This was a very hard choice. I love Harriet Beecher Stowe, who also advocated for the rights of married women under the law. But, today I am voting for the Saint I knew nothing about before Lent Madness. I hope that Alcuin’s advancement through the bracket will help to educate those of us who grew up in a tradition that did not include the Saints of the Church. Besides… I will be wondering all day about the description of death as “the coming into force of a testament”. Beautiful!

  51. martha's Gravatar martha
    March 31, 2014 - 11:53 am | Permalink

    The crossing is easy enough to solve, but the question is “what RULE did he employ?” Darned if I know the name of the “rule”.

  52. Jude's Gravatar Jude
    March 31, 2014 - 11:54 am | Permalink

    As a librarian, I have to vote for the man who invented Carolingian miniscule and the question mark, and was such a huge influence on Western civilization; as a student of philosophy and religion, I have to vote for the man who wrote such gorgeous discourses. But I’m torn, because Stowe wrote Uncle Tom’s Cabin and was such a powerful voice against slavery, and she should have a librarian’s vote, too.

    I voted for Alcuin, but I wouldn’t be upset if Stowe took it.

    • linda's Gravatar linda
      March 31, 2014 - 12:49 pm | Permalink

      yay for you, Jude….linda

  53. Rev. Lorna W.'s Gravatar Rev. Lorna W.
    March 31, 2014 - 11:58 am | Permalink

    I think there are 2 possible answers to Alcuin’s riddle are these: Put the goat and wolf in the boat, then put the load of cabbage in the water (I think cabbage floats!) and take all 3 across that way; OR put the goat and the load of cabbage in the boat and have the wolf swim across.

  54. Colette Clark's Gravatar Colette Clark
    March 31, 2014 - 12:07 pm | Permalink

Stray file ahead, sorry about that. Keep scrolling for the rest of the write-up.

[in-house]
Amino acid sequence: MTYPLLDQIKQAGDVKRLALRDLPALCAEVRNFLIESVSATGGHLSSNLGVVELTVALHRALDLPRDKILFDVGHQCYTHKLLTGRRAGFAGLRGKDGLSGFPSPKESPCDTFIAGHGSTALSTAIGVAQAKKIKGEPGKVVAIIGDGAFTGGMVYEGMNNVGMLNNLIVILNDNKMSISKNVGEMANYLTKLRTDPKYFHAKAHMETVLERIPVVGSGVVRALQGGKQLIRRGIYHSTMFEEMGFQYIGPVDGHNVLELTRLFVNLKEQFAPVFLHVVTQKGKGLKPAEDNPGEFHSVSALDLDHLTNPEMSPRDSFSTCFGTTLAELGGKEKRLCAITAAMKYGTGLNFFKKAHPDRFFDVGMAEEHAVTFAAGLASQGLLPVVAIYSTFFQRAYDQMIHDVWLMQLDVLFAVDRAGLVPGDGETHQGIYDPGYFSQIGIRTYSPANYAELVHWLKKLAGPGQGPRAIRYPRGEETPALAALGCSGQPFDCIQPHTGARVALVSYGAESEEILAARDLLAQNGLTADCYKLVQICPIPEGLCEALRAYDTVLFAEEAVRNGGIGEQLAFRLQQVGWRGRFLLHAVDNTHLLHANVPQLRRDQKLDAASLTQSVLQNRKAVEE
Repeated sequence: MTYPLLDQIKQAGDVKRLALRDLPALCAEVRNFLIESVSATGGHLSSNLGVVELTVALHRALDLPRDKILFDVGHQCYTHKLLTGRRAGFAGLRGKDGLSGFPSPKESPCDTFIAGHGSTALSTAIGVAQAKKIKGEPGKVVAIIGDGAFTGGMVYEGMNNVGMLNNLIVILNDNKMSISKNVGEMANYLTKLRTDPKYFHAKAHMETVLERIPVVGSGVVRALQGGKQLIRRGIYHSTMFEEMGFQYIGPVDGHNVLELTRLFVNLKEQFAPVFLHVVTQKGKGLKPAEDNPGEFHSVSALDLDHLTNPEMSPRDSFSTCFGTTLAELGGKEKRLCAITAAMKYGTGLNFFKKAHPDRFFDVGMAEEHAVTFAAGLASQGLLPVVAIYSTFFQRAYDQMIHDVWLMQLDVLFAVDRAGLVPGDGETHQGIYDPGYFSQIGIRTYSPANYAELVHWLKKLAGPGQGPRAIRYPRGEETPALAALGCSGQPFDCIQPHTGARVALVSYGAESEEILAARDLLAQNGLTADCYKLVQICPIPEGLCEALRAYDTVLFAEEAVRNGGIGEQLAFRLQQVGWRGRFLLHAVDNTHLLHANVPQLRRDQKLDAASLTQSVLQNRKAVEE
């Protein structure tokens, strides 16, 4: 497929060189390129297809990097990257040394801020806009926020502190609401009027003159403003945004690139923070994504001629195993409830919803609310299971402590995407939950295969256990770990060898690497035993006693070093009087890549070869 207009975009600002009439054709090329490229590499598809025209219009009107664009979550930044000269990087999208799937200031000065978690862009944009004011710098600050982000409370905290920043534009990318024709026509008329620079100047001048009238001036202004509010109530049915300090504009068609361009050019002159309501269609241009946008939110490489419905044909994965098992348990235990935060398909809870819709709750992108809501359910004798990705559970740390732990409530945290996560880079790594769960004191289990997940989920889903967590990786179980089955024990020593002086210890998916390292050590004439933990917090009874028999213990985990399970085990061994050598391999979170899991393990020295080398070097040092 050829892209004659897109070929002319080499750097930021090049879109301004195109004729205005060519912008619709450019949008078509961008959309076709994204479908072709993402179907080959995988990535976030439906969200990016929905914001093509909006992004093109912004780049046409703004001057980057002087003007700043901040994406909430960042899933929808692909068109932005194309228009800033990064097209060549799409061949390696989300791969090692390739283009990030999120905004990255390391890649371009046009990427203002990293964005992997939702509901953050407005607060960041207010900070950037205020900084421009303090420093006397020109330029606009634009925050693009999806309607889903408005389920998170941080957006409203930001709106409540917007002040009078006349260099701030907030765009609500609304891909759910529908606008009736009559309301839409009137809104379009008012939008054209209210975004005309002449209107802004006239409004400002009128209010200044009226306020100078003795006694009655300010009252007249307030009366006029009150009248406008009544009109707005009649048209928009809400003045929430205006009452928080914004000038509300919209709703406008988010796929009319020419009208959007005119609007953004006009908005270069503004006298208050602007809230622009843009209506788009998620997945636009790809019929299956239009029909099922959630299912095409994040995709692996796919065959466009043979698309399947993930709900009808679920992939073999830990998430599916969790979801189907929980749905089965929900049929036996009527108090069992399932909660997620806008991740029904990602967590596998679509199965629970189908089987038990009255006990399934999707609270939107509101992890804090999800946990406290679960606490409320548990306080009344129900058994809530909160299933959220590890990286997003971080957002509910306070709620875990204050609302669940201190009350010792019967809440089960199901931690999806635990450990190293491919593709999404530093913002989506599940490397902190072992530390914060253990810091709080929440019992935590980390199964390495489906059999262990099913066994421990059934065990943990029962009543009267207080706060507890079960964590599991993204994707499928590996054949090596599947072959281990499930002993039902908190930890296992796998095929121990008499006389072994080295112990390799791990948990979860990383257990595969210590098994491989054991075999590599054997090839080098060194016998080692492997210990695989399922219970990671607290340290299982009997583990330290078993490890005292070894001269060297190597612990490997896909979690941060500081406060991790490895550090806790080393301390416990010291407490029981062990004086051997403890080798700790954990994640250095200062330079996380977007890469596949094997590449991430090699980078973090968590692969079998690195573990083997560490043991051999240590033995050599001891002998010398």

Alcuin was so multi-dimensional and affected many peoples over a length of time. Stowe, though important, was about a single issue at her time. Alcuin for me.

  55. Sestho's Gravatar Sestho
    March 31, 2014 - 12:31 pm | Permalink

    ALCUIN! You need a late surge!!! LET’S GO EDUCATION!!!

  56. Cornelia's Gravatar Cornelia
    March 31, 2014 - 12:34 pm | Permalink

    Alcuin for me. In addition to all his other qualities, his fearless persuasion of a powerful Emperor “to convince Charlemagne that forcing people to accept baptism or be executed was not good Christian policy” is compelling, in my view. Alcuin today!

    • Jo Meachem's Gravatar Jo Meachem
      March 31, 2014 - 8:02 pm | Permalink

      Exactly the thing that convinced me to give him my vote! 😉

  57. Kim's Gravatar Kim
    March 31, 2014 - 12:34 pm | Permalink

    Wolf/Goat/Cabbage riddle:

    Goats can swim, apparently (I googled “Can goats swim?” and found this: http://www.youtube.com/watch?v=LhqfvckaD2A ).

    Tie the goat to the back of the boat, put the wolf in the boat, hold the cabbage in the boat. The goat can swim behind the boat. This would work for anyone who can row with one hand.

    As for what rule Alcuin follows, here are a few possibilities: